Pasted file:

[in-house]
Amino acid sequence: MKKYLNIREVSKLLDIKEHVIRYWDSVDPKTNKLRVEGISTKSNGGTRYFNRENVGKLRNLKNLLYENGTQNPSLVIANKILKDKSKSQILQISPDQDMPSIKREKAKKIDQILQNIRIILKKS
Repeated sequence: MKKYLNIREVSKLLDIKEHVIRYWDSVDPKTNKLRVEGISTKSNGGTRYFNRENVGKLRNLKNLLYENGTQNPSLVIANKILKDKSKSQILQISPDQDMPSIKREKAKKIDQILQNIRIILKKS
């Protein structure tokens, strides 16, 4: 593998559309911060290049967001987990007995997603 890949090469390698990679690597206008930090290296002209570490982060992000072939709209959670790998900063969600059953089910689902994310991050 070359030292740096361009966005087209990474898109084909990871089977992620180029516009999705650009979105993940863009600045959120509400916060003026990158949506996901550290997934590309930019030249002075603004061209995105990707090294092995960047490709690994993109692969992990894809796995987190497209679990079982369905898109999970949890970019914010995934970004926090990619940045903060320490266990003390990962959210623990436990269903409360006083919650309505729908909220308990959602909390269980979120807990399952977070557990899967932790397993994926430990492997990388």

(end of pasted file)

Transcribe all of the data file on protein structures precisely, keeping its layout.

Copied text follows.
[in-house]
Amino acid sequence: MKKYLNIREVSKLLDIKEHVIRYWDSVDPKTNKLRVEGISTKSNGGTRYFNRENVGKLRNLKNLLYENGTQNPSLVIANKILKDKSKSQILQISPDQDMPSIKREKAKKIDQILQNIRIILKKS
Repeated sequence: MKKYLNIREVSKLLDIKEHVIRYWDSVDPKTNKLRVEGISTKSNGGTRYFNRENVGKLRNLKNLLYENGTQNPSLVIANKILKDKSKSQILQISPDQDMPSIKREKAKKIDQILQNIRIILKKS
């Protein structure tokens, strides 16, 4: 593998559309911060290049967001987990007995997603 890949090469390698990679690597206008930090290296002209570490982060992000072939709209959670790998900063969600059953089910689902994310991050 070359030292740096361009966005087209990474898109084909990871089977992620180029516009999705650009979105993940863009600045959120509400916060003026990158949506996901550290997934590309930019030249002075603004061209995105990707090294092995960047490709690994993109692969992990894809796995987190497209679990079982369905898109999970949890970019914010995934970004926090990619940045903060320490266990003390990962959210623990436990269903409360006083919650309505729908909220308990959602909390269980979120807990399952977070557990899967932790397993994926430990492997990388």